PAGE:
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Advice Needed: How to survive a flameout in a Skymaster A-10

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Advice Needed: How to survive a flameout in a Skymaster A-10

Old 12-21-2015, 11:26 AM
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dubd
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Default Advice Needed: How to survive a flameout in a Skymaster A-10

Gentleman,

I need the RC Jet community's collective brainpower on techniques and prevention to survive a flame out with a twin. More specifically a Skymaster A-10. I lost my first A-10 due to a single engine flameout. The plane snapped upwards abruptly, I powered down to idle and managed to level the plane out, but as I gently gave power to get to the runway, the plane snapped again...

I've heard of a few people who lost their A-10s because of a flameout. Is that just the way things are with this plane? Is this inherent to the design of the SM A-10? Does changing turbine mounting positions help?

So, I'm on airframe #2 and to be honest, my last ineptness at recovering the plane has me on edge. So I'd like some thoughts on ways to give me a fighting chance to recover from a flameout. Open to all ideas from stick inputs to technology solutions (gyros).

Thanks in advance!

DD

Last edited by dubd; 12-21-2015 at 02:04 PM.
Old 12-21-2015, 11:28 AM
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highhorse
 
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Rudder gyro.
Old 12-21-2015, 12:01 PM
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DrScoles
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subscribed… I brought this up before with no definitive answer. The Skymaster F-14 has the thrust tubes diverge slightly laterally and Anton took off and landed the plane with one engine. Would this help the A-10?
Old 12-21-2015, 12:10 PM
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Vincent
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Hi Dantley
A friend of mine had a flame out with a Mibo shortly after take off and had no trouble flying around on one motor. It was only when he dirtied up the jet it became unstable and it snapped and went in.
Vin...
Old 12-21-2015, 12:21 PM
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DrScoles
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Originally Posted by Vincent View Post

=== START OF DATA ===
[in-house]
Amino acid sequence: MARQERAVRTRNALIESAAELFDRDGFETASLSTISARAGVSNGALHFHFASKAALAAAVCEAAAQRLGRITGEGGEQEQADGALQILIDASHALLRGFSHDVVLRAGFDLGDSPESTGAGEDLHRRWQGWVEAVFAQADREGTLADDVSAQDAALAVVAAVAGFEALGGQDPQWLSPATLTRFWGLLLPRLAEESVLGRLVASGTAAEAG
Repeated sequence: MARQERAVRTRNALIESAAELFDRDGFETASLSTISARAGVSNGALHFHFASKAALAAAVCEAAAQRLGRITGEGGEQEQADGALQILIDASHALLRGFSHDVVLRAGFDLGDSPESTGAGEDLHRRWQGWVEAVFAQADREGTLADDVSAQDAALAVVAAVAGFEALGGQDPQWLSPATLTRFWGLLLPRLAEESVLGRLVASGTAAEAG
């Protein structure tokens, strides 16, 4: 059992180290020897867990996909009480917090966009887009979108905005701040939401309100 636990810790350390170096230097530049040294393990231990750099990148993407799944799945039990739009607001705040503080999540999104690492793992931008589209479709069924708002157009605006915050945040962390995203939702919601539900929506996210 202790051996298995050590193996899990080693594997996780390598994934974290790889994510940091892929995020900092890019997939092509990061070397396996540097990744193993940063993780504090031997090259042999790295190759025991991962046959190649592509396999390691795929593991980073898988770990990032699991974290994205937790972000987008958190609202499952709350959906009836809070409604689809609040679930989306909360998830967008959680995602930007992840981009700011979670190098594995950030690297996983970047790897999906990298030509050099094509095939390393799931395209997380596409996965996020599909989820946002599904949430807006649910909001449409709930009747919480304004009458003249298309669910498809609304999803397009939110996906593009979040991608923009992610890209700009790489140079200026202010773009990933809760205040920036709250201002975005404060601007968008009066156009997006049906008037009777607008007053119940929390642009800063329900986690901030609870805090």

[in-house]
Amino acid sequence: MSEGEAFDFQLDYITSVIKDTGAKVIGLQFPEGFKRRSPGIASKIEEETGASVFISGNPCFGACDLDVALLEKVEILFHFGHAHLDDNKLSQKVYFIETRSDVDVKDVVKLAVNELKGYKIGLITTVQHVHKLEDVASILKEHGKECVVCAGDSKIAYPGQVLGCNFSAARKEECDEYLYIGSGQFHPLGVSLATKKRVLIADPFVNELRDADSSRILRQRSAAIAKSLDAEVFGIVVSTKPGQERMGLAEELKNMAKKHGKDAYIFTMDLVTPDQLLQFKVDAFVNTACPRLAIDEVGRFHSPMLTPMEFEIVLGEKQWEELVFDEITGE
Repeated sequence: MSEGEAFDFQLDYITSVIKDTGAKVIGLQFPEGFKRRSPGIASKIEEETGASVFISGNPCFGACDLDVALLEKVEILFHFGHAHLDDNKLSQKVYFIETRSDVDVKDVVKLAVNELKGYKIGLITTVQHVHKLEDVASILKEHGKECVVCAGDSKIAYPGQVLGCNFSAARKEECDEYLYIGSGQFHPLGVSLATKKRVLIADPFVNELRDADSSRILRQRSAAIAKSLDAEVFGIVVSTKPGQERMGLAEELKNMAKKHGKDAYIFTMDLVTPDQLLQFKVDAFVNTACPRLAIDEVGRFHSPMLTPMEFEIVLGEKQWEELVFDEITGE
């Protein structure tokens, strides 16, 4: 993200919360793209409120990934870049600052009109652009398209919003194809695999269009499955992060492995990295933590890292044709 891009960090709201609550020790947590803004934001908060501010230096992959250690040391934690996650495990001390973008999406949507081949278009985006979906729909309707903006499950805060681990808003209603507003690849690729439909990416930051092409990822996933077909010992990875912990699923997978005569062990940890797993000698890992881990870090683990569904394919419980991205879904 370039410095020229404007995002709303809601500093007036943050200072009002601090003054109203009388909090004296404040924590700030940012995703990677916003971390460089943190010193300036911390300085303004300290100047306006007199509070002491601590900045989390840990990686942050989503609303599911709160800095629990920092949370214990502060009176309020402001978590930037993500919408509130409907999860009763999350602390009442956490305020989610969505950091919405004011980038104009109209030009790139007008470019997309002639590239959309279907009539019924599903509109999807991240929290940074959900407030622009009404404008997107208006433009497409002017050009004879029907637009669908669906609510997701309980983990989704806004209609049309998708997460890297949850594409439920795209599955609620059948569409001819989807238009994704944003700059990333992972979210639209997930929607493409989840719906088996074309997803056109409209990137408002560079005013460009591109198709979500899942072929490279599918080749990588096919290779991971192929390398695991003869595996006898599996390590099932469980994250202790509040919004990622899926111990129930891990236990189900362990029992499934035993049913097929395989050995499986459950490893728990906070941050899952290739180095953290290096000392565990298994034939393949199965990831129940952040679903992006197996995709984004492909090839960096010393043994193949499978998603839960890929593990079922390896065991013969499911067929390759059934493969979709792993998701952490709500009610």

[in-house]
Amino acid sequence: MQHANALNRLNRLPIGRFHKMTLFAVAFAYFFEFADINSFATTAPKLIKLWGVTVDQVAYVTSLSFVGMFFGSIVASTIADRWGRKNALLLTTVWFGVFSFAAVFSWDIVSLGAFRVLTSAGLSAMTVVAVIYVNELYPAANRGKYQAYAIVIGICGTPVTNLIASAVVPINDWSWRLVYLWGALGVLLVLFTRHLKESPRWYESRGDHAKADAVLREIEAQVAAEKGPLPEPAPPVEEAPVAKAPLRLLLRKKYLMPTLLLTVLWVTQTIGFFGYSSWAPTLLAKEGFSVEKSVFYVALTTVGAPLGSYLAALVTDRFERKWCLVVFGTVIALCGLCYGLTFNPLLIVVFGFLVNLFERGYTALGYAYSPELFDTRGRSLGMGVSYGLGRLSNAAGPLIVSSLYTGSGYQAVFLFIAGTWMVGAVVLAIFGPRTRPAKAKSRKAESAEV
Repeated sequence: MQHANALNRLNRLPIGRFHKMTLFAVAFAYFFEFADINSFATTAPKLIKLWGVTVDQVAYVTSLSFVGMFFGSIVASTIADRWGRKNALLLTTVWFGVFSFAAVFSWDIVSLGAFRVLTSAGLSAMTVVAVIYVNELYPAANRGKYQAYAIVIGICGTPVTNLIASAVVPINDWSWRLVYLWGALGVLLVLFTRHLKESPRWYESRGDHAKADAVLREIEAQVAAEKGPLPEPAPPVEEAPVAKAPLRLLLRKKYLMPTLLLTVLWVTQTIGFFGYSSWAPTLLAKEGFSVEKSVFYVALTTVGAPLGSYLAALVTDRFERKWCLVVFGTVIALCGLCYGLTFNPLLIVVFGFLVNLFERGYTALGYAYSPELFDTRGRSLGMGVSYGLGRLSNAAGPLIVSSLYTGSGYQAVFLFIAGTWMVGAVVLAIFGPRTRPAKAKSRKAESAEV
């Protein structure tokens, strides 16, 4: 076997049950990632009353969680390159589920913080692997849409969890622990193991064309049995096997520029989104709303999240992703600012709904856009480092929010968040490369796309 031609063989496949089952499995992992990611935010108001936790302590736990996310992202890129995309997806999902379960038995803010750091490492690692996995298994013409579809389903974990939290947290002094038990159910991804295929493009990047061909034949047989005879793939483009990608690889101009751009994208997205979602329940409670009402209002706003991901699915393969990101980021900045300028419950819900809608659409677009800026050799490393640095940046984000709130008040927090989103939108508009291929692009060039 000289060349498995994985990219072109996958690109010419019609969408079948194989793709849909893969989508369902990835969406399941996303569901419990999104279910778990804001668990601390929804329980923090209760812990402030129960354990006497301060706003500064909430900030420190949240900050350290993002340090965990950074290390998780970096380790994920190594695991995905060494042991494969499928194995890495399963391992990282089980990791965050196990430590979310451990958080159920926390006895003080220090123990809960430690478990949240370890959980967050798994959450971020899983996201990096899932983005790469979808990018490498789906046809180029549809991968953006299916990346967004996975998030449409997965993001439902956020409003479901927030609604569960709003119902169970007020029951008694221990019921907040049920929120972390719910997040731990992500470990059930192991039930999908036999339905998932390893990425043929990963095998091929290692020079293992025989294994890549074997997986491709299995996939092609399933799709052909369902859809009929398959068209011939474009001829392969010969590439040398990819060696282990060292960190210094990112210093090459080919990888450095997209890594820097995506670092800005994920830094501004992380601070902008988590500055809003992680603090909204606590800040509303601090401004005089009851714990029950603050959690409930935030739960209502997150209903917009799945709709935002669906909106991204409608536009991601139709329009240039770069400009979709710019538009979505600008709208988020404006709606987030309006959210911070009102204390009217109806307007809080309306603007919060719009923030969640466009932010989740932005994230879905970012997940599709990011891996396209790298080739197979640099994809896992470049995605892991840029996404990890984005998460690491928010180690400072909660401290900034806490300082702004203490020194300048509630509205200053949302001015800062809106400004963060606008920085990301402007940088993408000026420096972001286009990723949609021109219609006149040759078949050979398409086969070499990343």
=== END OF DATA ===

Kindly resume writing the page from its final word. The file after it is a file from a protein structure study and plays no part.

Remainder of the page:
Hi Dantley
A friend of mine had a flame out with a Mibo shortly after take off and had no trouble flying around on one motor. It was only when he dirtied up the jet it became unstable and it snapped and went in.
Vin...

Great, so we just come in hot and belly land it…. LOL
Old 12-21-2015, 12:36 PM
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AKB
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With my Mibo A-10 I had a flame out and it was a non event. I suspected it when I saw the old white smoke, but went through the whole flight without a problem. Only when I was in downwind that I noticed sluggish performance and that just confirmed the one engine running. I throttled up just a little bit to keep up the airspeed. When came for landing just pulled back the throttle and greased her in. Probably one of my best landings ever.
I had other problems with my A10 that was my fault. May she rest in peace.
Building another 5.5 right now and am putting in the CB electronics telemetry system for this one that will give data on both engines.

Good luck on the next one DUBD.
Old 12-21-2015, 12:44 PM
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mr_matt
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dubd I have no idea, but there never stops me from posting!

This is a good primer on Vmc, which I believe is applicable in this case (Vmc being the minimum controllable airspeed to operate a twin on one engine):

http://www.langleyflyingschool.com/P...20-%20Vmc.html

I have seen this behavior with another plane, an old school Aviation Design SU-27. On downwind one of the turbines quit and the resulting spin was unavoidable. The only option (looking back) was to just pull power and go in straight.

I think the actual VMC (based on physics involved) is peculiar to each plane. Short of knowing the actual Vmc of the A-10 model (derived from scary testing I would think) I am not sure how much this theoretical knowledge helps.

Last edited by mr_matt; 12-21-2015 at 01:19 PM.
Old 12-21-2015, 12:53 PM
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mick15
 
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Dub, it seems to me your difficulties could well have been associated with the manufacture of your A10. I have been flying an SM A10 for the past three years and whilst there have been difficulties assymetric thrust has largely been a non event. My model has two Kingtec 210s which in the early days had issues resulting in many one engine flame outs, apart from one insedence when the model was a long way off and I was oblivious to the flameout a large amount of power caused it to begin to flick, I immediately reduced elevator and power and was able to complete the circuit and land.

If you're interested I have videos of assymetric flight, one of which shows me making use of the condition to perform an almost perfect lomcevak.

m
Old 12-21-2015, 01:15 PM
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CraigG
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It's all about maintaining aircraft control by counteracting the asymmetric yaw generated by the operating engine. This must be done with rudder and airspeed must be adequate (fast enough) to provide sufficient rudder authority to overcome the thrust yaw. With the high thrust to weight turbines we fly our jets with it's easy to overpower the rudder, especially on scale jets and with the SM A-10 in particular.

When an engine quits in flight, immediately: